3.) Use your groovebox in standalone mode. If you’re used to always creating in plug-in mode, step outside of the box and try working with your groovebox in standalone to get some new inspiration. You may not always need to work in standalone, but sometimes working with the limitations of a groovebox can take you in new creative directions. Although grooveboxes are limited in comparison to a DAW, they are highly capable if you put some time and energy into making them work.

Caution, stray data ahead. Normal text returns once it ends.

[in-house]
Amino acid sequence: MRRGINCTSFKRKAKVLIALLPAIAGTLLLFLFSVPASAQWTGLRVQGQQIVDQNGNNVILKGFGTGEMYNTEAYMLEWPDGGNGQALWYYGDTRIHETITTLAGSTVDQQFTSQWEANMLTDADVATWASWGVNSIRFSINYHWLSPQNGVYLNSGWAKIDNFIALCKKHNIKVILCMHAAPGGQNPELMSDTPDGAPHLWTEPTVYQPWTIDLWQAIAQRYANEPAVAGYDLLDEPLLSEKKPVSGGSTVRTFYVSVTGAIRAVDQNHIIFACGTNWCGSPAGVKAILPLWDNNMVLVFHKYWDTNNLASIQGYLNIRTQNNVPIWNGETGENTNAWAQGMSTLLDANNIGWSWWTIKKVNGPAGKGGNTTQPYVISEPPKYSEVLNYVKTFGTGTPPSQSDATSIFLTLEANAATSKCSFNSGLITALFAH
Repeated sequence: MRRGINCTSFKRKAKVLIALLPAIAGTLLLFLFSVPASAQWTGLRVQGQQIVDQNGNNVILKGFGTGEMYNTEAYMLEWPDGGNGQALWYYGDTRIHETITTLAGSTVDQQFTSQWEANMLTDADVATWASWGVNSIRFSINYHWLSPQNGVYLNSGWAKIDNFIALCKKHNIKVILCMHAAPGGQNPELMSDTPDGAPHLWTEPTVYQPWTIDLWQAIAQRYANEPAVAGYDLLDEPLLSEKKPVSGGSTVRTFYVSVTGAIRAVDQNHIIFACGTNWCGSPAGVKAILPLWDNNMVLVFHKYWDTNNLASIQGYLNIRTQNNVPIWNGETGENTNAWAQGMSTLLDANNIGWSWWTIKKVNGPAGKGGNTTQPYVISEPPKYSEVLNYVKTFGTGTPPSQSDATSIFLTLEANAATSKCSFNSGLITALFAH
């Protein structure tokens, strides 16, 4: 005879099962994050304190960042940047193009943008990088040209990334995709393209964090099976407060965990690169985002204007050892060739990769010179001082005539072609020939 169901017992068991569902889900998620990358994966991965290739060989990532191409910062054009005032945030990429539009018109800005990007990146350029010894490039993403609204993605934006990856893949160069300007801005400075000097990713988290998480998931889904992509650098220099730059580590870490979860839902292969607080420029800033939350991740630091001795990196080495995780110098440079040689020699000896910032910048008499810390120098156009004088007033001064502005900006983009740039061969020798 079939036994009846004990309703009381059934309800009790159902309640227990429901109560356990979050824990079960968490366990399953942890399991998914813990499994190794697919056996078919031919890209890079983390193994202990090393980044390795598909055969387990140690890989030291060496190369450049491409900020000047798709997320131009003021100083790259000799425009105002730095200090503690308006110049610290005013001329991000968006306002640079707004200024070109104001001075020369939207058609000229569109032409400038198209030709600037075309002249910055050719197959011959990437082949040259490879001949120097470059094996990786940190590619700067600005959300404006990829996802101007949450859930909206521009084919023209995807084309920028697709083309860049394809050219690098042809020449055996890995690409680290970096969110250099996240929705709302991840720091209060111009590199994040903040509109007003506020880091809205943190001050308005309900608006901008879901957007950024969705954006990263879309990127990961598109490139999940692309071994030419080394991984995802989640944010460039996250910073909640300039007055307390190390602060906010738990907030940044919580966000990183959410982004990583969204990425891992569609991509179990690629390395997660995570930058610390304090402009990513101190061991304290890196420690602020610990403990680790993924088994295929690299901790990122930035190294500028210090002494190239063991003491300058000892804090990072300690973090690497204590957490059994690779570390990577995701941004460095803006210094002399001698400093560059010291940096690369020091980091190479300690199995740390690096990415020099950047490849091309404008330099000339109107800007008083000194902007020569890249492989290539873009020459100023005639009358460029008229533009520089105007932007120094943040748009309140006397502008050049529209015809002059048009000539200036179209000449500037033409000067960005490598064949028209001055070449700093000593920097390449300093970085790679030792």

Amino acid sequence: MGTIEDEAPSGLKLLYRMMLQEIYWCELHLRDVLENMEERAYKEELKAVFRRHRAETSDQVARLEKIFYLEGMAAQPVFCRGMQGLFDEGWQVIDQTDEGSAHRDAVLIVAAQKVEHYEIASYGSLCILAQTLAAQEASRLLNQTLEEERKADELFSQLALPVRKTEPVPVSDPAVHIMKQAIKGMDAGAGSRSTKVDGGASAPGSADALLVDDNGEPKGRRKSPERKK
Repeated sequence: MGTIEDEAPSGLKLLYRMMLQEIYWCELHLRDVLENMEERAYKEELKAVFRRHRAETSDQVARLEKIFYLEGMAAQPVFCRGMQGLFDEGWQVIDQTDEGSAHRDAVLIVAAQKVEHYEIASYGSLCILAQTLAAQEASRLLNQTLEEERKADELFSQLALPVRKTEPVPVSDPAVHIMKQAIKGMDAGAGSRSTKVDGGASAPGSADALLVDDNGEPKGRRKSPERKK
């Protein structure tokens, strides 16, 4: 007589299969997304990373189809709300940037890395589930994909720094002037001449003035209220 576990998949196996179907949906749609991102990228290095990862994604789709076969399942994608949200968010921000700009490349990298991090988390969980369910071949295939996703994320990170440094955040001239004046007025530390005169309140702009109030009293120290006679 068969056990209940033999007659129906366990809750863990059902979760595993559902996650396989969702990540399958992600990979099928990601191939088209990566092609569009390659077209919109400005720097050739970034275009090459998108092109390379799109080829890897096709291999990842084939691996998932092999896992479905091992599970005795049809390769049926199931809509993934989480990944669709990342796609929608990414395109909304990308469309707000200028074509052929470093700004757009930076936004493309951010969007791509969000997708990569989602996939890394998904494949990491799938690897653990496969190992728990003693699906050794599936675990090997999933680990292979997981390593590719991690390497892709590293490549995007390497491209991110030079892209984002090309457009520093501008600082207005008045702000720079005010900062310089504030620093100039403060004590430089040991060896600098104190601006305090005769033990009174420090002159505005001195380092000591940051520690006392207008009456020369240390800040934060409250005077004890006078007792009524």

4.) Try using the “16-Levels” features on your groovebox to program your drums more dynamically. It can be tempting to use the “Full level” feature when you program drums however, Full level can be a hindrance depending on the style of music you’re seeking to create. The 16 levels features on boxes such as the Maschine and the MPC are excellent at providing you with a controlled dynamic range when you program beats. Try using 16 levels to program hihats or even kicks and snares when you want to get a bit more bounce in your drum grooves. You’ll find that you can use the 16 levels features to create shuffles and grooves that sound more natural than using the Full level feature.